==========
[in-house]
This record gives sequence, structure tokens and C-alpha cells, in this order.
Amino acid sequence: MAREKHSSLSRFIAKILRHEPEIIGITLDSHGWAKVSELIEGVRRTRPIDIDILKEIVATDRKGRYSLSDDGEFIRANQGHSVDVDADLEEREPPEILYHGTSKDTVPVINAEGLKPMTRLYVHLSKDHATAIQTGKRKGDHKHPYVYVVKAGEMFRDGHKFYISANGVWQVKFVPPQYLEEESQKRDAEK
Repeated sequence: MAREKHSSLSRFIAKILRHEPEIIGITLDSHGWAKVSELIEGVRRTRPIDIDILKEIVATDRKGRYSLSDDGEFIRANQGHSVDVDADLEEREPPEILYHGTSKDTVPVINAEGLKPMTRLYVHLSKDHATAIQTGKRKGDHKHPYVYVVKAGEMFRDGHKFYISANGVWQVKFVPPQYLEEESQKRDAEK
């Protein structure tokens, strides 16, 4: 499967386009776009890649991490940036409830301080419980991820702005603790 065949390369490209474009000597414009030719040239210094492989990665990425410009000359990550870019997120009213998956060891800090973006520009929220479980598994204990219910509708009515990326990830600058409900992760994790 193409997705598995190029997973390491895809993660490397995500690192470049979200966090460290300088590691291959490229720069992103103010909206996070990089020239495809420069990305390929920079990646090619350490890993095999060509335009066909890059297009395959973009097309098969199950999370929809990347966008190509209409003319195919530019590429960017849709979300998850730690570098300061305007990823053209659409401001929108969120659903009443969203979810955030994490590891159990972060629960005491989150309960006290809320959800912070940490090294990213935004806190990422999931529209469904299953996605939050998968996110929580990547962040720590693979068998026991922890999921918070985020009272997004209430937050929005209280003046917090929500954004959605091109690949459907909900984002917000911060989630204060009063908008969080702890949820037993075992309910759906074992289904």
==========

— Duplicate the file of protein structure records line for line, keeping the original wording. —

[in-house]
This record gives sequence, structure tokens and C-alpha cells, in this order.
Amino acid sequence: MAREKHSSLSRFIAKILRHEPEIIGITLDSHGWAKVSELIEGVRRTRPIDIDILKEIVATDRKGRYSLSDDGEFIRANQGHSVDVDADLEEREPPEILYHGTSKDTVPVINAEGLKPMTRLYVHLSKDHATAIQTGKRKGDHKHPYVYVVKAGEMFRDGHKFYISANGVWQVKFVPPQYLEEESQKRDAEK
Repeated sequence: MAREKHSSLSRFIAKILRHEPEIIGITLDSHGWAKVSELIEGVRRTRPIDIDILKEIVATDRKGRYSLSDDGEFIRANQGHSVDVDADLEEREPPEILYHGTSKDTVPVINAEGLKPMTRLYVHLSKDHATAIQTGKRKGDHKHPYVYVVKAGEMFRDGHKFYISANGVWQVKFVPPQYLEEESQKRDAEK
């Protein structure tokens, strides 16, 4: 499967386009776009890649991490940036409830301080419980991820702005603790 065949390369490209474009000597414009030719040239210094492989990665990425410009000359990550870019997120009213998956060891800090973006520009929220479980598994204990219910509708009515990326990830600058409900992760994790 193409997705598995190029997973390491895809993660490397995500690192470049979200966090460290300088590691291959490229720069992103103010909206996070990089020239495809420069990305390929920079990646090619350490890993095999060509335009066909890059297009395959973009097309098969199950999370929809990347966008190509209409003319195919530019590429960017849709979300998850730690570098300061305007990823053209659409401001929108969120659903009443969203979810955030994490590891159990972060629960005491989150309960006290809320959800912070940490090294990213935004806190990422999931529209469904299953996605939050998968996110929580990547962040720590693979068998026991922890999921918070985020009272997004209430937050929005209280003046917090929500954004959605091109690949459907909900984002917000911060989630204060009063908008969080702890949820037993075992309910759906074992289904």